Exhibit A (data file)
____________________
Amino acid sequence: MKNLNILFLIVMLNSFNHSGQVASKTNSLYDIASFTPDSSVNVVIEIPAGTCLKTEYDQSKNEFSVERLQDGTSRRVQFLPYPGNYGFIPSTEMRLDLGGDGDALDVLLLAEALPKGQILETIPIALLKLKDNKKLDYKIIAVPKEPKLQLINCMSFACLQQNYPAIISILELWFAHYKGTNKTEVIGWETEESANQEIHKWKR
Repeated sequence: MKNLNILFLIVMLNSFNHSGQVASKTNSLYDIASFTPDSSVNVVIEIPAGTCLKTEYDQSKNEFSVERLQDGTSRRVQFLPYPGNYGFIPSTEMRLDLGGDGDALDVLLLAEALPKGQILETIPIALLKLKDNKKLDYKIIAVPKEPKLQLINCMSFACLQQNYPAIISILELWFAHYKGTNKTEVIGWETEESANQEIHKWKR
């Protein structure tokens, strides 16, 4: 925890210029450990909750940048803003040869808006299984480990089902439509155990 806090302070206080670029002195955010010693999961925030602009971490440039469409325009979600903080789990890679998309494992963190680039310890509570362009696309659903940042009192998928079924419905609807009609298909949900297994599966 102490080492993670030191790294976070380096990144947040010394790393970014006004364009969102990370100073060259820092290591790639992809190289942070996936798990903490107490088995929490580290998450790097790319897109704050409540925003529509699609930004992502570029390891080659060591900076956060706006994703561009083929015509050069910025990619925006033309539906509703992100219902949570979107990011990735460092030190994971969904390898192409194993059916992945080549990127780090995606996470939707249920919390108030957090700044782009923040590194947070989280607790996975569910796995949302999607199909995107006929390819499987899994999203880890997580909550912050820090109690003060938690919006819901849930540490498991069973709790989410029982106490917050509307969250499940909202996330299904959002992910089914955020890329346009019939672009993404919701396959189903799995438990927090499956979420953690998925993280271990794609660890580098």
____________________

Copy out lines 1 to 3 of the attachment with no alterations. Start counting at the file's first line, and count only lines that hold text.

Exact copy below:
Amino acid sequence: MKNLNILFLIVMLNSFNHSGQVASKTNSLYDIASFTPDSSVNVVIEIPAGTCLKTEYDQSKNEFSVERLQDGTSRRVQFLPYPGNYGFIPSTEMRLDLGGDGDALDVLLLAEALPKGQILETIPIALLKLKDNKKLDYKIIAVPKEPKLQLINCMSFACLQQNYPAIISILELWFAHYKGTNKTEVIGWETEESANQEIHKWKR
Repeated sequence: MKNLNILFLIVMLNSFNHSGQVASKTNSLYDIASFTPDSSVNVVIEIPAGTCLKTEYDQSKNEFSVERLQDGTSRRVQFLPYPGNYGFIPSTEMRLDLGGDGDALDVLLLAEALPKGQILETIPIALLKLKDNKKLDYKIIAVPKEPKLQLINCMSFACLQQNYPAIISILELWFAHYKGTNKTEVIGWETEESANQEIHKWKR
């Protein structure tokens, strides 16, 4: 925890210029450990909750940048803003040869808006299984480990089902439509155990 806090302070206080670029002195955010010693999961925030602009971490440039469409325009979600903080789990890679998309494992963190680039310890509570362009696309659903940042009192998928079924419905609807009609298909949900297994599966 102490080492993670030191790294976070380096990144947040010394790393970014006004364009969102990370100073060259820092290591790639992809190289942070996936798990903490107490088995929490580290998450790097790319897109704050409540925003529509699609930004992502570029390891080659060591900076956060706006994703561009083929015509050069910025990619925006033309539906509703992100219902949570979107990011990735460092030190994971969904390898192409194993059916992945080549990127780090995606996470939707249920919390108030957090700044782009923040590194947070989280607790996975569910796995949302999607199909995107006929390819499987899994999203880890997580909550912050820090109690003060938690919006819901849930540490498991069973709790989410029982106490917050509307969250499940909202996330299904959002992910089914955020890329346009019939672009993404919701396959189903799995438990927090499956979420953690998925993280271990794609660890580098």